The Owners

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The Spanish clubs that were in the ascendancy when they wrote those rules are going to be hoisted on their own petard. It was even then transparently a way to give them advantage as against the previous system, which gave more weight to the size of the audience/money brought in. But with the surge of English clubs, and a rebuilding era seemingly upon both of the Spanish giants, another year under the system is going to make it obvious how the design favours incumbents. Real and Barca won't be hit by the problem next year, but it won't take long.
if the 2 Spanish giants (Barca + Real) loose money from EUFA,
will they look to increase their already unfair slice of La Liga Tv money?


Personally, I hope both clubs spend years in the doldrums,
its no more than they deserve after showing so much disrespect to other clubs over the years.
 

Arminius

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if the 2 Spanish giants (Barca + Real) loose money from EUFA,
will they look to increase their already unfair slice of La Liga Tv money?


Personally, I hope both clubs spend years in the doldrums,
its no more than they deserve after showing so much disrespect to other clubs over the years.
I think they probably won't, because the change has been good for them - a smaller slice of a larger pie. La Liga is as a whole heading in a better direction than it was 5 years ago, on a model more like the PL. Even the Bundesliga has made a nod to that principle, just had the weakest execution of it.
 

Notasuperfan

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I think it is time for J W Henry & Mike Gordon to organise a season-end retreat after the CL tie for a few days to help clear the disappointment in losing the title and give that pep talk and assurance that LFC will win a league title during their reign.
 

Kopstar

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Your comment, regarding the Moores shareholding in Liverpool, is incorrect.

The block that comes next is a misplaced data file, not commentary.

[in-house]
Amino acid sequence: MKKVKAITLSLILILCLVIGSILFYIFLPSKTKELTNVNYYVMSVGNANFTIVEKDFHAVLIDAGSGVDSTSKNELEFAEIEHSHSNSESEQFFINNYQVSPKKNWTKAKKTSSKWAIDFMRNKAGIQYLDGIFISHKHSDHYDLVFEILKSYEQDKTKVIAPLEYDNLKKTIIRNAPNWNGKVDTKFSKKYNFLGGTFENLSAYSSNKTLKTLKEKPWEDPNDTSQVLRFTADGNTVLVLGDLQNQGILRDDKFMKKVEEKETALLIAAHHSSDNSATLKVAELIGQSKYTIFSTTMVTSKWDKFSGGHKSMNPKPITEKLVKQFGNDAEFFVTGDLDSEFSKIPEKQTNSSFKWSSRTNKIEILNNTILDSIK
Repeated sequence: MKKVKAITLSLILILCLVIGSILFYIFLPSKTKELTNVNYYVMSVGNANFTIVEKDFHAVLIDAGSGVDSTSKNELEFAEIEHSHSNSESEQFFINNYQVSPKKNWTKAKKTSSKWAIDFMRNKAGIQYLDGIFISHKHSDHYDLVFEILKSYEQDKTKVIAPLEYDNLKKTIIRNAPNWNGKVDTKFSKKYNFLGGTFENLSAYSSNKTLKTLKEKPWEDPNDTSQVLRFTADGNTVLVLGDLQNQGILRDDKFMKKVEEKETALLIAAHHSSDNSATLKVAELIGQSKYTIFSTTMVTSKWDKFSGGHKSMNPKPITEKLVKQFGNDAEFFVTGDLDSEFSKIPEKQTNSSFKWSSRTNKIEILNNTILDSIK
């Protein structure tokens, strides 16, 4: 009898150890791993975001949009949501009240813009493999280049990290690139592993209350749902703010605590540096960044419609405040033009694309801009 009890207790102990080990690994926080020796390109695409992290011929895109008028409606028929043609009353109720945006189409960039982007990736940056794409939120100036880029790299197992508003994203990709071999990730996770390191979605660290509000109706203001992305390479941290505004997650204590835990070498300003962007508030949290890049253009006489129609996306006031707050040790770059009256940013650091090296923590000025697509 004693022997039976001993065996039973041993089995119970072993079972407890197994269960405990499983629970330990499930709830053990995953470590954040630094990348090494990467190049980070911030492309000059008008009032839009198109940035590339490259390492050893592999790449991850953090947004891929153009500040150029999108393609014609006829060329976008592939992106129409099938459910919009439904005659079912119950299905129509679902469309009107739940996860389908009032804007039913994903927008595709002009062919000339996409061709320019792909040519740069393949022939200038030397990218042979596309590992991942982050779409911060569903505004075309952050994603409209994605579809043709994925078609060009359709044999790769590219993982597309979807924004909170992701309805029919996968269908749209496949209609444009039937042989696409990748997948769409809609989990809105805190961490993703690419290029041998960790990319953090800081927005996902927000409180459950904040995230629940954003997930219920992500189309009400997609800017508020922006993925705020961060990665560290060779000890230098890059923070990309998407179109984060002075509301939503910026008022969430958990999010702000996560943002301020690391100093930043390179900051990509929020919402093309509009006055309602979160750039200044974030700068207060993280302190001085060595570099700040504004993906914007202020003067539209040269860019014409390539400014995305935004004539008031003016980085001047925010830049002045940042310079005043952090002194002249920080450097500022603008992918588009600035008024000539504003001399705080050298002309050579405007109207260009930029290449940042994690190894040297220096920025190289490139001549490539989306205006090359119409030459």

John Moores never held a majority stake in Liverpool; he held 375 shares out of 12,000 allotted and issued shares.

When David Moores first became a director in 1990, he held 325 ordinary shares. Over the years his shareholding increased to 3,111 shares (including the 375 shares he held as a nominee of the estate of John Moores), but he did not acquire a majority holding in the club until after the 1994 rights issue, as evidenced by this extract from the 1994 accounts:

Still no answer from you as to why you say the claim, made by me and supported by Reuters, that the Moores family held the majority stake in the club for nearly 50 years is incorrect.

To date, the only evidence you've produced is the above. But that's simply a breakdown of the shares held by the directors and only accounts for 4,115 of the 12,000 issued shares. It doesn't refute the claim at all. You say that it wasn't until the increase share issue following the EGM on 29 June 1994 that David Moores acquired a majority shareholding but he's not the only member of the Moores family.

Having now obtained from Companies House the bulk shareholders list as at 15 September 1993 it is evident that even before David Moores became majority shareholder in his own right, the Moores family owned the majority stake in the club. There are apparently up to 34 members of the Moores family who had an interest in Littlewoods but without having to go beyond three they held the majority shareholding in Liverpool.

David Moores held 3,101 shares
Sir John Moores held 1,849 shares
John Moores Junior held 1,174 shares

That's a total of 6,124 out of 12,000 issued shares just between three of them [the family held more].

So, did you reply to Reuters question as to whether you had evidence that their claim (that I repeated and have heard before) was incorrect? What makes you say it is?
 

Livvy

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Premier League teams were allotted the following prize money for their respective finishing positions in the table:


  1. Manchester City – £38.4million
  2. Liverpool – £36.5m
  3. Chelsea – £34.6m
  4. Tottenham – £32.6m
  5. Arsenal – £30.7m
  6. Manchester United – £28.8m
  7. Wolves – £26.9m
  8. Everton – £25m
  9. Leicester – £23.1m
  10. West Ham – £21.1m
  11. Watford – £19.2m
  12. Crystal Palace – £17.3m
  13. Newcastle – £15.4m
  14. Bournemouth – £13.4m
  15. Burnley – £11.5m
  16. Southampton – £9.6m
  17. Brighton – £7.7m
  18. Cardiff – £5.8m
  19. Fulham – £3.8m
  20. Huddersfield – £1.9m
 

Lowton_Red

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Still no answer from you as to why you say the claim, made by me and supported by Reuters, that the Moores family held the majority stake in the club for nearly 50 years is incorrect.

To date, the only evidence you've produced is the above. But that's simply a breakdown of the shares held by the directors and only accounts for 4,115 of the 12,000 issued shares. It doesn't refute the claim at all. You say that it wasn't until the increase share issue following the EGM on 29 June 1994 that David Moores acquired a majority shareholding but he's not the only member of the Moores family.